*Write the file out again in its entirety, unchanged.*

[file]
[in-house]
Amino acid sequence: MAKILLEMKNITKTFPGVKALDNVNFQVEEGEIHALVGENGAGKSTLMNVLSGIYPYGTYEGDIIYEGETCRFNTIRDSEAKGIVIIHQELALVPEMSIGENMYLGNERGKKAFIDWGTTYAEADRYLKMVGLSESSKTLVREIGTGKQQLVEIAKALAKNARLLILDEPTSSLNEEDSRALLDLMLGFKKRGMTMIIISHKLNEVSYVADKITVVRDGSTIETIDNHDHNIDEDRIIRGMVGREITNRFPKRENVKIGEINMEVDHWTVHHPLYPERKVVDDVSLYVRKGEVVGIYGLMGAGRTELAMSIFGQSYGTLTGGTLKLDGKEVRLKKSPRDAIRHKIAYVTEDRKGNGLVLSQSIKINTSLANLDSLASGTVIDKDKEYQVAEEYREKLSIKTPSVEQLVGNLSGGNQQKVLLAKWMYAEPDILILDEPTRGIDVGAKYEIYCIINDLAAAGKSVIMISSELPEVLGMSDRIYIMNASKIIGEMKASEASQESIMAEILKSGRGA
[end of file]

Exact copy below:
[in-house]
Amino acid sequence: MAKILLEMKNITKTFPGVKALDNVNFQVEEGEIHALVGENGAGKSTLMNVLSGIYPYGTYEGDIIYEGETCRFNTIRDSEAKGIVIIHQELALVPEMSIGENMYLGNERGKKAFIDWGTTYAEADRYLKMVGLSESSKTLVREIGTGKQQLVEIAKALAKNARLLILDEPTSSLNEEDSRALLDLMLGFKKRGMTMIIISHKLNEVSYVADKITVVRDGSTIETIDNHDHNIDEDRIIRGMVGREITNRFPKRENVKIGEINMEVDHWTVHHPLYPERKVVDDVSLYVRKGEVVGIYGLMGAGRTELAMSIFGQSYGTLTGGTLKLDGKEVRLKKSPRDAIRHKIAYVTEDRKGNGLVLSQSIKINTSLANLDSLASGTVIDKDKEYQVAEEYREKLSIKTPSVEQLVGNLSGGNQQKVLLAKWMYAEPDILILDEPTRGIDVGAKYEIYCIINDLAAAGKSVIMISSELPEVLGMSDRIYIMNASKIIGEMKASEASQESIMAEILKSGRGA